City of beaches

Celebrating 27 years

La Perouse

Located on the northern shore of Botany Bay, 15 km south of Sydney on Anzac Parade, La Perouse is rich in Aboriginal and European history. The suburb is named after the explorer Lapérouse who arrived in Australia just a few days after the First Fleet in January 1788. During the six weeks he and his crew were encamped there were at least 11 encounters between the English settlers and the French explorers with the French responsible for establishing the first known observatory, the first garden, and making the first geological observations.  The first mail from the new colony included the journals and letters from the Lapérouse expedition.

With public toilets and ample parking available, it’s a great place to picnic and enjoy the many attractions of the area. Visitors can relax and enjoy the calming view across Frenchmans and Yarra Bays and watch as sailing boats race across the water and wind and kite surfers skid across the tranquil bay. Take a short walk to Congwong Bay and you will discover a sheltered beach, the ideal place to play in the sand and surf.

The history of the Lapérouse expedition is fully explained at the nearby Museum. The building, originally a cable station was built in 1882 for the operation of the first telegraph line to New Zealand.  Open on Sunday, from 10 am to 4 pm, it’s an ideal place to learn about sea exploration, the snake show tradition and local aboriginal culture. Here you can uncover the hapless story of Lapérouse as you take time to view the display of original maps, journals, scientific instruments and remnants retrieved from Lapérouse’s wrecked ships.

Macquarie Watchtower, Australia’s first customs house,  is the oldest building on Botany Bay. It was built in 1820 by Governor Lachlan Macquarie and soldiers were stationed there to prevent smuggling.   Nearby  visitors can inspect the grave of Pere Receveur, a chaplain and scientist from Lapérouse’s expedition.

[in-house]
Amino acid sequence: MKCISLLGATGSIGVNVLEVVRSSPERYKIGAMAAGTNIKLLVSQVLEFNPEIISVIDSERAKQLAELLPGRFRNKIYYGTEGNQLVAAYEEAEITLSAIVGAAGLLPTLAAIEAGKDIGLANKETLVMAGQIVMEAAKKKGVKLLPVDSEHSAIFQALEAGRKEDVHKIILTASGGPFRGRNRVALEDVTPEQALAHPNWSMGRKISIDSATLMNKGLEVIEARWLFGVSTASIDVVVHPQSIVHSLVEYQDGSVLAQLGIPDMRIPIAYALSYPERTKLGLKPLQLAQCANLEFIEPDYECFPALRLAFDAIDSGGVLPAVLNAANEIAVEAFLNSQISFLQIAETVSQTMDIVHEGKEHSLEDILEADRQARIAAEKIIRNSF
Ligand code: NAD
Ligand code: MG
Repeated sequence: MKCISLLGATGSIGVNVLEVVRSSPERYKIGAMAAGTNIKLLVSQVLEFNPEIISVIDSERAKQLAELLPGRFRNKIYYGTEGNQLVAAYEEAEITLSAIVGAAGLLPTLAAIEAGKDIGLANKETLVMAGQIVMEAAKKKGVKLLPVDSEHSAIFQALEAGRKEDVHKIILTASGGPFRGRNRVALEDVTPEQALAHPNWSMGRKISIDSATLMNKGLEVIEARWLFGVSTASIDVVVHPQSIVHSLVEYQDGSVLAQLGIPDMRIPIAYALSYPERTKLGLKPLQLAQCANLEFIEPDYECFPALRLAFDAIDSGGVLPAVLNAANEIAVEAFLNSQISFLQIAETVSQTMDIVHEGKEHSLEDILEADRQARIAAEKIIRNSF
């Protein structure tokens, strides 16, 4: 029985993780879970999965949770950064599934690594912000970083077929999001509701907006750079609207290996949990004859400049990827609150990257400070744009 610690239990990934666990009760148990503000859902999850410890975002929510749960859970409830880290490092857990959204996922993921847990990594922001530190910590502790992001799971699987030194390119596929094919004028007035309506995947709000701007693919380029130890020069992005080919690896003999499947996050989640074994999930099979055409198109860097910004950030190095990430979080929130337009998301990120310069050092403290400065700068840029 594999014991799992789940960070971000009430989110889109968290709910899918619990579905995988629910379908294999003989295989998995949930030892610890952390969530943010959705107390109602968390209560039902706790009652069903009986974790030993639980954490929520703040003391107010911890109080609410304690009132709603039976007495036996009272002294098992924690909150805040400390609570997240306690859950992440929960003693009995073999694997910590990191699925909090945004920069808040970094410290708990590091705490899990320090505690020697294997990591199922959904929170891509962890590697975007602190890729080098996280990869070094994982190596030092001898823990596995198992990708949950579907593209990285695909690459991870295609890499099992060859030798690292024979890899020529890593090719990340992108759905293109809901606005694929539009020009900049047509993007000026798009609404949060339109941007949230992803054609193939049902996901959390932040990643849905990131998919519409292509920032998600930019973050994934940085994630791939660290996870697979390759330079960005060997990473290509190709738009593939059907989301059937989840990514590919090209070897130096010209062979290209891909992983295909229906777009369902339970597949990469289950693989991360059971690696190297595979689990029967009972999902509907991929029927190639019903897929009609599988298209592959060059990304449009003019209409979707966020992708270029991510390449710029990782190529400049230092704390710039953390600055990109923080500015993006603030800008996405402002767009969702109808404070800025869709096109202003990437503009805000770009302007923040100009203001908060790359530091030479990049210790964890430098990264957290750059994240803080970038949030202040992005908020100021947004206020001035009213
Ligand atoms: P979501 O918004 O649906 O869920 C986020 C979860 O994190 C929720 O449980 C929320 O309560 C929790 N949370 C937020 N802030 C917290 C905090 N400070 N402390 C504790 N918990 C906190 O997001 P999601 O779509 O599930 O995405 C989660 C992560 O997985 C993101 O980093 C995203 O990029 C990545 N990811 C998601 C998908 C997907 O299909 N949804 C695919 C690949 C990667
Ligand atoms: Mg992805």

Guided tours make it easy to explore the military history and secrets hidden at the Bare Island Fort. Built in 1885 to protect Sydney’s coast from attack, the old fort is more recently famous as one of the locations used in filming the action movie, Mission Impossible 2. Access to the fort is across a wooden bridge where one enters a secret world of tunnels filled with military honour and mystery. Twilight tours begin as the sun sets over Botany Bay and guides will lead you through the eerie tunnels by lantern light. To enquire and to book day and twilight tours, call the La Perouse Visitor Centre  on 93113379.

Snake Shows are presented at Cann Park, opposite the bus terminus, every Sunday afternoon and locally made boomerangs and other aboriginal products are for sale at the Blak Markets on Bare Island held 4 times a year.

Available refreshments range from coffee and snacks to sumptuous meals. Visitors should try Paris Seafood Café at 51 Endeavour Avenue, Driftwood on the Bay at 1/1599-1601 Anzac Parade,  La Perouse Thai  1599a Anzac Parade, Bare Grill and Cafe La Perouse 3/1599 Anzac Parade,  or nearby Danny’s Seafood Restaurant  at 1065 Anzac Parade.

 

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